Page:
So maybe  -- just like Lenny Bruce said back in 1961 -- some "good and corrupt janitor" allowed someone with a camera or a recorder to sneak into Carnegie Hall on Saturday. Because these "Jim Henson's Musical World" concerts really do deserve to be seen and/or heard by a far wider audience than the 5000 or so folks who experienced this out-of-this-world entertainment this past weekend.

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  • Well, guess there's only one way to solve this: Disney has to buy Sesame Workshop and The Jim Henson Company. This thing sounded great. Should've been a PBS Great Performances special.

  • I rarely post on your site Jim, but I had to in this case.

    Jim Wrote: "So if you're a Muppet fan and you weren't in New York City this past Saturday afternoon, you really missed out."

    I feel, as a long time loyal reader, that I did indeed end up missing out, and I'm not sure if I should blame you personally for not reporting about this prior to the show so that I could have attended (and then writing what you did above which really rubbed it in), or if I should be upset at whoever was marketing this show for not really getting the word out to Disney websites about this.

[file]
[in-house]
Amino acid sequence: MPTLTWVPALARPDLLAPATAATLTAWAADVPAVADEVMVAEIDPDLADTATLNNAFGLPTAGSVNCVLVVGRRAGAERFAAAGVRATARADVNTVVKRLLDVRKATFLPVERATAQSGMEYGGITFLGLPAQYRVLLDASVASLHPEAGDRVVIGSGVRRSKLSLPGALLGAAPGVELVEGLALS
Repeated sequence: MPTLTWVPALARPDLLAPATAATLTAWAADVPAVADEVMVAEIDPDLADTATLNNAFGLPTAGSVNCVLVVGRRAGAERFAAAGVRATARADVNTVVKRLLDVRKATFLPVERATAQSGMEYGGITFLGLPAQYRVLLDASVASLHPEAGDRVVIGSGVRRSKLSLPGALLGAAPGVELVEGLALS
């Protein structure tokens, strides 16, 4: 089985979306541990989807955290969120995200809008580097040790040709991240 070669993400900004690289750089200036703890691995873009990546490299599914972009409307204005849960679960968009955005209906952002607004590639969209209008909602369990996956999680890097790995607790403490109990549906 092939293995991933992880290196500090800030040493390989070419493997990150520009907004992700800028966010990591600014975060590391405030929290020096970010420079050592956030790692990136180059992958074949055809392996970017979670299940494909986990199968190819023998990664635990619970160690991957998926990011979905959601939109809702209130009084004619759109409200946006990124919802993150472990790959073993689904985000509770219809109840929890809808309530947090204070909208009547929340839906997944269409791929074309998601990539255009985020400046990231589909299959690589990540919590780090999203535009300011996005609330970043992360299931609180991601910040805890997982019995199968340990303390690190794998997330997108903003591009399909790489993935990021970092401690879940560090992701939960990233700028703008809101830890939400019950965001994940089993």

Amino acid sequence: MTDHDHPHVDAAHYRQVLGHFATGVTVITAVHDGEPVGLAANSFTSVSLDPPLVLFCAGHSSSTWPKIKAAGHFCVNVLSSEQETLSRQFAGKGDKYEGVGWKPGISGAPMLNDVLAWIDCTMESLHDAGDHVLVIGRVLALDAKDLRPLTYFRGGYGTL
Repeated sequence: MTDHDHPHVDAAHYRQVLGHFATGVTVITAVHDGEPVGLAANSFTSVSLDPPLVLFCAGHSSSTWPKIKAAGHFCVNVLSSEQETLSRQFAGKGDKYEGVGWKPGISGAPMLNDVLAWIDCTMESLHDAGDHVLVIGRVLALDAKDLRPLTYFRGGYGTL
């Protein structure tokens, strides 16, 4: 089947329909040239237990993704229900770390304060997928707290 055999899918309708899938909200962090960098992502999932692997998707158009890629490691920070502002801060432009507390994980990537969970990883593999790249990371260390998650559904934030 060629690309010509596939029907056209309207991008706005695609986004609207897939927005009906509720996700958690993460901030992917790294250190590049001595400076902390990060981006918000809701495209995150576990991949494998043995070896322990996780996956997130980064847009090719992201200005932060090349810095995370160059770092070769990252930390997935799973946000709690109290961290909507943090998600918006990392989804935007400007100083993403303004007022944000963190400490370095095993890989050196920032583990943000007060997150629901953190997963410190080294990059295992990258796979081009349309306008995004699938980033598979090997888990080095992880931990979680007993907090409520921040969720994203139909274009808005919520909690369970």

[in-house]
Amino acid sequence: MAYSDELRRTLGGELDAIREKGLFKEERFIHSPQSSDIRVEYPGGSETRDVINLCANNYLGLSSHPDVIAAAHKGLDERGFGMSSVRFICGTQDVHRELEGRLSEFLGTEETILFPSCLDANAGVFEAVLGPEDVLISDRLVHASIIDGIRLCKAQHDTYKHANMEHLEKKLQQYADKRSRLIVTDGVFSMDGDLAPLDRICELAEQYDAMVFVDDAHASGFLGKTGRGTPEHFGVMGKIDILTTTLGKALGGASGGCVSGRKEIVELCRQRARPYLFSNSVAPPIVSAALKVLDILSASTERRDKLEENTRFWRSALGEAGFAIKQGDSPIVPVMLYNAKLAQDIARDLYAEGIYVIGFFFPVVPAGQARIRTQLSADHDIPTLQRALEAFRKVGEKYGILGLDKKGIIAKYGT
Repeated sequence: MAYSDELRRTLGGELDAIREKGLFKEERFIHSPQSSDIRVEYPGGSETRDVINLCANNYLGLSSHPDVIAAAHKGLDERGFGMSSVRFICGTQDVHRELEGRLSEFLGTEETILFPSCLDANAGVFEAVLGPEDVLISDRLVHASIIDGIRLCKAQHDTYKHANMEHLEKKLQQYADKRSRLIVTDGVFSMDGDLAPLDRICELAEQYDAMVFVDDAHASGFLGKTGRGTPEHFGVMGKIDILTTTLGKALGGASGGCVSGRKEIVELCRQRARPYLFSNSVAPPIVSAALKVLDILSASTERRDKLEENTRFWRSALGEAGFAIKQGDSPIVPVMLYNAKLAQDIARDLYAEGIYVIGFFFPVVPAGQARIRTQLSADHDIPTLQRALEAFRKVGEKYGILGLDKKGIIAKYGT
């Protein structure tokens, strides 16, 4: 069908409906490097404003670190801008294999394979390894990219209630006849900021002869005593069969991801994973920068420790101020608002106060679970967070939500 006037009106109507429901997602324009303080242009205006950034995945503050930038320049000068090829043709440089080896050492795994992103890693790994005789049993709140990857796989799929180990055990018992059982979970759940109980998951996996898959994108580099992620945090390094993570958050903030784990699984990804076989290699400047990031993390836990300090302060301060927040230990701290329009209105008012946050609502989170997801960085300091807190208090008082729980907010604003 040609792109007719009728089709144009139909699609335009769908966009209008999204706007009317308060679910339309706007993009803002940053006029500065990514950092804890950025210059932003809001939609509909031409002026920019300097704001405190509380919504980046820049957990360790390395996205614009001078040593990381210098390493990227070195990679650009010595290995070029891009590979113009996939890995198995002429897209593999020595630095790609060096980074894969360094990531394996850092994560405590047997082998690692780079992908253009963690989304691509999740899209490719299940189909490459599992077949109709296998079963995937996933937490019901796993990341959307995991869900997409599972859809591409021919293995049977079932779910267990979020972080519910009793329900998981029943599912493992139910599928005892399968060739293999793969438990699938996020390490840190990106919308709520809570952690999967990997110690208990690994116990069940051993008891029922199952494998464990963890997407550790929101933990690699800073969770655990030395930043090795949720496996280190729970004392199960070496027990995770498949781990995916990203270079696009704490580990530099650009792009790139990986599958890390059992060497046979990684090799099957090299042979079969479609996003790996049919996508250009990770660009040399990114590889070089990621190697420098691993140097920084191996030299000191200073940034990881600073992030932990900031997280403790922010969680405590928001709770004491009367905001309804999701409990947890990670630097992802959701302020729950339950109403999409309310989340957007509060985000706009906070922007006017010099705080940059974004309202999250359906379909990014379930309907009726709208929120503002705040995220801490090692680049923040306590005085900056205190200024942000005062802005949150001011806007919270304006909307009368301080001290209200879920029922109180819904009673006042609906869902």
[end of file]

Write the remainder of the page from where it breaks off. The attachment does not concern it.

I guess I may just need to look elsewhere for more comprehensive Disney news besides JHM and the other handful of sites I frequent.

  • How about frequenting MUPPET fansites (Muppet Central, Tough Pigs, etc.), 'cause they mentioned this months ago.

  • An RSS feed might work as well, too.

  • Jealous!

    I'd buy both cd & dvd.

  • Nanny, nanny, boo-boo!

  • The companies should agree to release the recording, and donate all the profits to charity.  Only letting 5000 people see this gem of an event is just cruel!